To accurately determine the source of your injury, it may be necessary to observe any possible faulty mechanics. Observing your swim stroke, cycling position and/or running gait can provide the crucial technical information necessary to fix the cause of the breakdown. Typical scenario: A triathlete complains of Achilles tendon pain first noticed while running after the bike during a group brick session. It progresses to hurting during all running and cycling. Diagnosis is Achilles tendinosis.

There is a wide range of acceptable treatments for this condition. Let’s say this triathlete was treated with physical therapy and rest. He improved and was running and cycling pain-free in three or four weeks. Another couple of months go by and the pain returns. Obviously, frustration sets in. The triathlete seeks the advice of a triathlon-specific physical therapist. After the initial discussion and examination, the therapist puts the bike on a trainer to check the rider’s position. This analysis reveals that the cleats are too far forward and the seat is too high. Once the bike position is adjusted and tendinosis treated, the triathlete is once again pain-free and able to train with greater confidence and less fear of a recurrence. If a practitioner doesn’t have a bike trainer or a decent treadmill in the office, it’s a good indication that working with triathletes is not his forte.

Video analysis software is also a nice bonus that can provide instant feedback to the practitioner and the athlete. Yes, in some cases the pain is too severe to have you perform the affected activity, but after a period of healing has taken place, movement assessment is crucial for a full recovery.

A great way to find members of your medical performance team is by talking with other triathletes you train or race with, as well as the staff at the shoe or bike store you frequent. Some triathlon clubs and teams have already made alliances with various practitioners and will even offer special rates and times for priority scheduling. Many doctors, surgeons and therapists advertise themselves as specializing in triathlon, and they may even train and compete in triathlon as well.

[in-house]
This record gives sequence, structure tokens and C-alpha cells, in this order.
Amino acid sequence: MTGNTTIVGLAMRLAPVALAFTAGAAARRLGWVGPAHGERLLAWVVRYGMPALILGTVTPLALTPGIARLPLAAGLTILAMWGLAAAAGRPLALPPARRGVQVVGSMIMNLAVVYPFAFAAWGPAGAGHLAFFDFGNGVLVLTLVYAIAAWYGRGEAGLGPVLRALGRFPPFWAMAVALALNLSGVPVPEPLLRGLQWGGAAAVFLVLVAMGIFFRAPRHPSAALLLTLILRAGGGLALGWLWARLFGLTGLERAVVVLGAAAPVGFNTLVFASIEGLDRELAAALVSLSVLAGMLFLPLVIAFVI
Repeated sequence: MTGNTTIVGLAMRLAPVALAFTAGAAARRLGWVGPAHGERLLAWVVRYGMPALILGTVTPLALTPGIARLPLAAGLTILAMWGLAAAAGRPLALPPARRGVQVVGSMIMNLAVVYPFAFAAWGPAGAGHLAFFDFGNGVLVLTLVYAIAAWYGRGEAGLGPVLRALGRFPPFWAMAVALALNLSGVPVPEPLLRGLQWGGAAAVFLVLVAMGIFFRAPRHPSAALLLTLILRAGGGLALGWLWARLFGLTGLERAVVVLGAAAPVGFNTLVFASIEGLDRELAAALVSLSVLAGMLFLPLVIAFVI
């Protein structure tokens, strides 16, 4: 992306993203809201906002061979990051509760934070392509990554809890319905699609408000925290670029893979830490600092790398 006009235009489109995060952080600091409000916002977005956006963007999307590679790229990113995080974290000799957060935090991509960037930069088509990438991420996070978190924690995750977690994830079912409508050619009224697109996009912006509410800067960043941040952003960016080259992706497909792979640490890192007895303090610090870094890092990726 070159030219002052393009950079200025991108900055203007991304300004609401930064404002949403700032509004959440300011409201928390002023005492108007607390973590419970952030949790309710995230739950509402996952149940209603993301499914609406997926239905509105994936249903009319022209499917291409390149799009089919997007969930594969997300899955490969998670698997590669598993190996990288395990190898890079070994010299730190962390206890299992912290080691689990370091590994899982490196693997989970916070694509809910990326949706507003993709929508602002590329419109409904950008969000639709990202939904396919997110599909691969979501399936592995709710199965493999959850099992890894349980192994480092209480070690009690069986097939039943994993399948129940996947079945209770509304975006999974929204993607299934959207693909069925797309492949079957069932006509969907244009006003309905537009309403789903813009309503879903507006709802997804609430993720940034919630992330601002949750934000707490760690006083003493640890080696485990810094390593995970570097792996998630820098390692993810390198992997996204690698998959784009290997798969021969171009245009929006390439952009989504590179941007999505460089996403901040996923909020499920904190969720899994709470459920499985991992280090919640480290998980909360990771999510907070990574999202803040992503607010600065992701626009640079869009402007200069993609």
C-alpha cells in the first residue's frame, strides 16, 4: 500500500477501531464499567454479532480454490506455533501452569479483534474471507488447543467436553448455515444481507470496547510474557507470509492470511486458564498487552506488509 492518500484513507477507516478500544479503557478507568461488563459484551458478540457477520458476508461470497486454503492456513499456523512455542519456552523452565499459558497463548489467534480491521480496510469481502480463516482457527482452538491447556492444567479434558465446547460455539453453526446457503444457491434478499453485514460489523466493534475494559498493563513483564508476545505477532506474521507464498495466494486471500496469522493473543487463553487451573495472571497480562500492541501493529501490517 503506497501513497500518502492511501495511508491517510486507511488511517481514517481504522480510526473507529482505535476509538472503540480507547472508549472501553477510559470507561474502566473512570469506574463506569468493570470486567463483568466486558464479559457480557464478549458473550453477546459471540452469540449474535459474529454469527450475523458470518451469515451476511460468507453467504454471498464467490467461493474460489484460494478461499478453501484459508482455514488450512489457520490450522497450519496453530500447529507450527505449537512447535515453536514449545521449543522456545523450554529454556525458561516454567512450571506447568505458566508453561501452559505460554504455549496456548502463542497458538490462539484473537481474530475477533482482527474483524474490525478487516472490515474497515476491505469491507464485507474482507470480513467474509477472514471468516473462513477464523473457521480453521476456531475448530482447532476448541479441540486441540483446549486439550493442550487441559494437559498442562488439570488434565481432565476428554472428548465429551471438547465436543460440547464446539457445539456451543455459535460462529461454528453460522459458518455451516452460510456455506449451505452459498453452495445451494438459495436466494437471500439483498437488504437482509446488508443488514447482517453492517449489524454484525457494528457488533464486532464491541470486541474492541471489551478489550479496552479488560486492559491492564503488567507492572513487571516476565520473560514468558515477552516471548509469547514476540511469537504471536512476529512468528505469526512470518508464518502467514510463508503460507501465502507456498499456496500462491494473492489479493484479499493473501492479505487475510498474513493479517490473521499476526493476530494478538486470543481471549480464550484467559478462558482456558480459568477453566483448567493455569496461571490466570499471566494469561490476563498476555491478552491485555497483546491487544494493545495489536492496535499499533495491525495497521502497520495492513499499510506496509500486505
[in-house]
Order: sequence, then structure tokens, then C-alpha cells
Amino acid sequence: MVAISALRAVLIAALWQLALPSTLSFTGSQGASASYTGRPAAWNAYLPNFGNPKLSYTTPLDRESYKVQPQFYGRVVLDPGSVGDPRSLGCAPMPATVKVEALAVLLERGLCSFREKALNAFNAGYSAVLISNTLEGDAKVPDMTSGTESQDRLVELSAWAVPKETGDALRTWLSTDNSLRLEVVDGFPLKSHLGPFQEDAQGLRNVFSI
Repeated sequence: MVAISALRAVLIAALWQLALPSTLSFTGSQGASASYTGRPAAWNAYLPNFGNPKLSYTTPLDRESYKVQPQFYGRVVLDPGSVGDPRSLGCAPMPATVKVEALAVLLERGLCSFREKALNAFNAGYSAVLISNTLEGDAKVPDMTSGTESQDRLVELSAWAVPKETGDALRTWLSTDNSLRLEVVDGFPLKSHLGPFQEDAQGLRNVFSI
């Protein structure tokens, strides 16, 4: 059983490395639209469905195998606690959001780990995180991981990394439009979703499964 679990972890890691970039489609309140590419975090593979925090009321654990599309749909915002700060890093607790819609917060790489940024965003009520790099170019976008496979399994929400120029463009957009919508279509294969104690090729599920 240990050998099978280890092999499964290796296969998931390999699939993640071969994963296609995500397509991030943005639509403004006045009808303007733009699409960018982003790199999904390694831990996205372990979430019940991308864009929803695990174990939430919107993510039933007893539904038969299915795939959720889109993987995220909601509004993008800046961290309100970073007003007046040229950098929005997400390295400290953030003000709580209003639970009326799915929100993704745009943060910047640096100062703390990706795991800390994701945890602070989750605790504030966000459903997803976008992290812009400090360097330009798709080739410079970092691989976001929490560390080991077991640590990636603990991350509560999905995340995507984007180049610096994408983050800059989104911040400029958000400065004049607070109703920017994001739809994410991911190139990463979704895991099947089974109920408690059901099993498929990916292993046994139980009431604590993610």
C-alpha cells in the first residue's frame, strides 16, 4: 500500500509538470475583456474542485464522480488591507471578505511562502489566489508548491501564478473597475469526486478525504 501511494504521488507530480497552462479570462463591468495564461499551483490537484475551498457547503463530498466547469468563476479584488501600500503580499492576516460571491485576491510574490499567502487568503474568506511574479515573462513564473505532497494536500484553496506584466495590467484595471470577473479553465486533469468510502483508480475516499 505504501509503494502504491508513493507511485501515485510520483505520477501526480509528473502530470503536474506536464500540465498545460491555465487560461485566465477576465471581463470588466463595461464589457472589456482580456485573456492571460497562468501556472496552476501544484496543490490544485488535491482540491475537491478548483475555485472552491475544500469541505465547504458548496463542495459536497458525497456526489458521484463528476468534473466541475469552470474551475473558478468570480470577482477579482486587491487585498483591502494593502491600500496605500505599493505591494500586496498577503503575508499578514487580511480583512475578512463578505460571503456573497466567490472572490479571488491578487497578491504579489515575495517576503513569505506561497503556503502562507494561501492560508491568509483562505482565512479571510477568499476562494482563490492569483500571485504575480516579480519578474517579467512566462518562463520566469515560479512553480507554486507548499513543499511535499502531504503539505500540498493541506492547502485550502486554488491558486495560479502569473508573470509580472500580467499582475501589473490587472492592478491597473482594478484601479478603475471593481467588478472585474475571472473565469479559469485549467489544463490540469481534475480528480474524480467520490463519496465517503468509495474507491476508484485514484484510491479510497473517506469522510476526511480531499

Do your homework by visiting the facility, looking at the company website and interviewing the practitioner prior to making your choice. Do not be afraid to get specific and ask questions about the doctor’s experience in this sport, if he’s treated you type of injury before, his overall success in treating patients, and how many triathletes does he treat on a regular basis.

Remember that what works for one person does not always work for another. Maintain good communication with whichever practioner you choose, be candid with your goals and provide ongoing feedback. As in any well-functioning relationship, trust and honesty are important. You play a major role in determining the success of your injury recovery. While triathlon is not a team sport, it does require a team approach to achieve maximal potential in a healthful manner.

Nathan Koch, PT, ATC, is based in Scottsdale, Ariz., and Matt Kraemer, PT, ATC, Is based in Phoenix. You can find them at